Newest Trends in Sustainable Living for Portland's Modern Family

by | Dec 16, 2015 | Living Urban | 0 comments

Living sustainably has become more important to many people concerned by the worsening environmental impact of global warming. More and more conscientious adults are seeking ways to curb wasteful practices and do their part for the environment, whether that means purchasing eco-friendly Portland modern homes, demanding organic and locally sourced foodstuffs, and/or finding ways to eschew modern manufacturing in favor of homemade goods. The good news is, with so many consumers seeking sustainable solutions these days, more entrepreneurs than ever before are embracing sustainable trends.

You might not think that goods made from recycled and upcycled materials are anything new – Portland neighborhoods jumped on the recycling bandwagon long ago. However, manufacturers have started to embrace the benefits associated with discarding the linear production model (manufacturer to consumer to landfill) in favor of repurposing, a practice that can save time and money in manufacturing by virtually turning trash into treasure. In particular, garbology, or the use of human garbage to create building materials like roofing, bricks, wall panels, and insulation, is slowly becoming more popular.

Renewable energy is also on the rise thanks to laws requiring that power companies meet certain standards for sustainable energy over the next several years. However, not all areas have the sun, wind, and water needed to create green energy. For this reason, eco-friendly construction has become a viable alternative. If Portland condos can’t reap the benefits of renewable energy, at least they can use less energy overall. In terms of eco-friendliness and energy-efficiency, there are two standards that are making waves.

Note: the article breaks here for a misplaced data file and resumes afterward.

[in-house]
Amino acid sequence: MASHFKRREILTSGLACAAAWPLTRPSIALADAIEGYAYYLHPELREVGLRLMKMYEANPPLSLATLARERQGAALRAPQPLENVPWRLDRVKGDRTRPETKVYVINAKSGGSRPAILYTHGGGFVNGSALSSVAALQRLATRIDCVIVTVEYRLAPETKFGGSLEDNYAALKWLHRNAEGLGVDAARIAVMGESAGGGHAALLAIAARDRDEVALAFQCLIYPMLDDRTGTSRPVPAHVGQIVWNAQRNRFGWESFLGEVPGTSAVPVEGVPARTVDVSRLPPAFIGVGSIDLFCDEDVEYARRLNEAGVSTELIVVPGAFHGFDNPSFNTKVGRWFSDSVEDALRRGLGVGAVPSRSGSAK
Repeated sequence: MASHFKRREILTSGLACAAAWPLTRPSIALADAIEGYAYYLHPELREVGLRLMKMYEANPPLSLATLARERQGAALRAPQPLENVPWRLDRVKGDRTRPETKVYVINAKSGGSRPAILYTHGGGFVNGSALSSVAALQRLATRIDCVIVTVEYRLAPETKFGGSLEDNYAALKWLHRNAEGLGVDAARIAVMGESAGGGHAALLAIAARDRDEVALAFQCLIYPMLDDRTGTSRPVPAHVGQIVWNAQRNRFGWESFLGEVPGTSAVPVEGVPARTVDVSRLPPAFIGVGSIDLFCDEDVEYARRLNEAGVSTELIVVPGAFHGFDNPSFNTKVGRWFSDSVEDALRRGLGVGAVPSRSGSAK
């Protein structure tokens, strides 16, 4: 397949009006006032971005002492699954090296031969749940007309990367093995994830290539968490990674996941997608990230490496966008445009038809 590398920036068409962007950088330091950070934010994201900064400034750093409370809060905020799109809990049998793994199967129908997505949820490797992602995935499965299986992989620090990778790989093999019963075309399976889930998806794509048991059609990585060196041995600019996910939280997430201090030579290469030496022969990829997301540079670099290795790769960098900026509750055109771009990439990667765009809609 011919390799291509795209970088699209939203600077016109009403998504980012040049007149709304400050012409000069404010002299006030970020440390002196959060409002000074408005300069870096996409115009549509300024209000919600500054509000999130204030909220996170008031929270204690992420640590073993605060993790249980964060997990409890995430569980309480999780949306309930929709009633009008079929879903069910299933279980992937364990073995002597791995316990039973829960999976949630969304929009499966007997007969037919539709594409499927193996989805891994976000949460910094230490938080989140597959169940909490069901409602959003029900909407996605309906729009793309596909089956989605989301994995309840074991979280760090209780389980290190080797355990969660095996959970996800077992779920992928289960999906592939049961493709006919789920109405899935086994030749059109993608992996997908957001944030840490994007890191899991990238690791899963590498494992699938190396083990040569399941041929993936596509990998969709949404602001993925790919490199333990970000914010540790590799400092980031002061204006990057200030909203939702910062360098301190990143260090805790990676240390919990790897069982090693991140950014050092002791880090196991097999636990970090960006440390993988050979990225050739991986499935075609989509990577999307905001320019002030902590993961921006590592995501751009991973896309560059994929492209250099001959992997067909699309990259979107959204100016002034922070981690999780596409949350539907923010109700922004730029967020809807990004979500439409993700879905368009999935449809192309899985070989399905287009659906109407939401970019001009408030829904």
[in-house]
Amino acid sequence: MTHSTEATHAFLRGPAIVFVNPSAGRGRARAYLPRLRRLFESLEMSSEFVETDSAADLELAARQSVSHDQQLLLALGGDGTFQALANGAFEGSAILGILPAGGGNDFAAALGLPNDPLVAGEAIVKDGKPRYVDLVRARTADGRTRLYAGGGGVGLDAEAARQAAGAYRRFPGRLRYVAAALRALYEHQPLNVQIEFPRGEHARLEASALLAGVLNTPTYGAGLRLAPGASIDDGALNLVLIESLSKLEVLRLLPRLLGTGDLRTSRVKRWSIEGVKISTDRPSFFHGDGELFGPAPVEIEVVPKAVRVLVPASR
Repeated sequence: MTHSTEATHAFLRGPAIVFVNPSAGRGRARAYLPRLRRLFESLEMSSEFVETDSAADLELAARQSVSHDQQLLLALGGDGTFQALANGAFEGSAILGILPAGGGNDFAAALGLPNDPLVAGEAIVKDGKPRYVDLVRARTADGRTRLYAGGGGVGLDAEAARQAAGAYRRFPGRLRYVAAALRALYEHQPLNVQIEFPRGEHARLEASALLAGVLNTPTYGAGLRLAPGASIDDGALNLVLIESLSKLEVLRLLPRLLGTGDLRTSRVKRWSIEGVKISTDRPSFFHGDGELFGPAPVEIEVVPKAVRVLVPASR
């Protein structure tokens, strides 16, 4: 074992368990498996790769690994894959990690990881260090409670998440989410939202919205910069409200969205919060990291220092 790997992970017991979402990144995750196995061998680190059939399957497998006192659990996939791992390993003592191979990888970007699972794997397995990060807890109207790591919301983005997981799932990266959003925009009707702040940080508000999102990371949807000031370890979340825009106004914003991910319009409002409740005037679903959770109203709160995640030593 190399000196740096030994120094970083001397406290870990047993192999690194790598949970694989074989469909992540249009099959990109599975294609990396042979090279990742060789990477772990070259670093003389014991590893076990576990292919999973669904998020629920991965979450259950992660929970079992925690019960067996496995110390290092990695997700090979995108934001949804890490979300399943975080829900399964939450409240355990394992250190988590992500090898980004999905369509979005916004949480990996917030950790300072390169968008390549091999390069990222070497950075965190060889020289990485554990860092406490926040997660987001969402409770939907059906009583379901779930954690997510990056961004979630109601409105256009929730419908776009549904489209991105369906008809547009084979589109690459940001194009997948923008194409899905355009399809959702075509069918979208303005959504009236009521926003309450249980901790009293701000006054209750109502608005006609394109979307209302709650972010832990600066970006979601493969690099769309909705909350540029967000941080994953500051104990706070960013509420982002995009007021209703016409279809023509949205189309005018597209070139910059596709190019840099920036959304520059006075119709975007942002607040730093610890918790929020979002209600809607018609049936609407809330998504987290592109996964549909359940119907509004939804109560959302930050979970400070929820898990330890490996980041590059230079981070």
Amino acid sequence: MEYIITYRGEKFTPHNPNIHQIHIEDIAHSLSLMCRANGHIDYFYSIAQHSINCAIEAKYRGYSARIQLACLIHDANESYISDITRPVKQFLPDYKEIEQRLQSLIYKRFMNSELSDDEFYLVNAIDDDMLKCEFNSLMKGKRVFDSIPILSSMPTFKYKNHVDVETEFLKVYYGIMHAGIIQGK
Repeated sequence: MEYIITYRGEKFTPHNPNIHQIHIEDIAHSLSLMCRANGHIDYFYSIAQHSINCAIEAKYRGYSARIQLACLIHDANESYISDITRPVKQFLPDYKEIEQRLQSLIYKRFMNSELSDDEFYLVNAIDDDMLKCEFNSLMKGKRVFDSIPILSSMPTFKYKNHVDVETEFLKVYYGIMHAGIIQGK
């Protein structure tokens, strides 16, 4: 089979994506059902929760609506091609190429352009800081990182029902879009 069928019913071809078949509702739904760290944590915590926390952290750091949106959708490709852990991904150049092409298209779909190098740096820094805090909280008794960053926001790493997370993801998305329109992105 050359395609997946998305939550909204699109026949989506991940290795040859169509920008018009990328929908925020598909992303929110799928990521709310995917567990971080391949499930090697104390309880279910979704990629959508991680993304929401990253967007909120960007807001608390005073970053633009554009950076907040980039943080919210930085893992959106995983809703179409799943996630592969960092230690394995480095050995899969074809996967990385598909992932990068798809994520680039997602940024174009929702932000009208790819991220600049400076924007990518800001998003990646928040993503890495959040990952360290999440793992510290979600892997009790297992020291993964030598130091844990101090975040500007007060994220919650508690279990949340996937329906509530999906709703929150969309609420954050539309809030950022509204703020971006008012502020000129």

Most Americans have heard of LEED certification, which is the gold standard for eco-friendliness. Fewer are aware of Passive House (or Passivhaus), the German movement in energy-efficient building. One of the earliest examples of this design movement in the U.S. was erected in Portland and these days there are consulting firms that specialize in this type of structure.

Sustainability isn’t just about the way Portland lofts are built and decorated, though. In addition to sustaining the planet, we also have to work to sustain the people who live here, which means avoiding the exploitation of workers. Although fair trade practices don’t necessarily fall under the category of sustainability, most people who are aware of industrial pollution and waste also recognize the worldwide problem of child and forced labor and find ways to avoid companies that promote such practices. Just look at the boycott against Nestle, which refuses to undergo fair trade certification. We all have a duty to protect the future of our planet through sustainable practices. When you vote with your consumer dollars, think about protecting people, as well.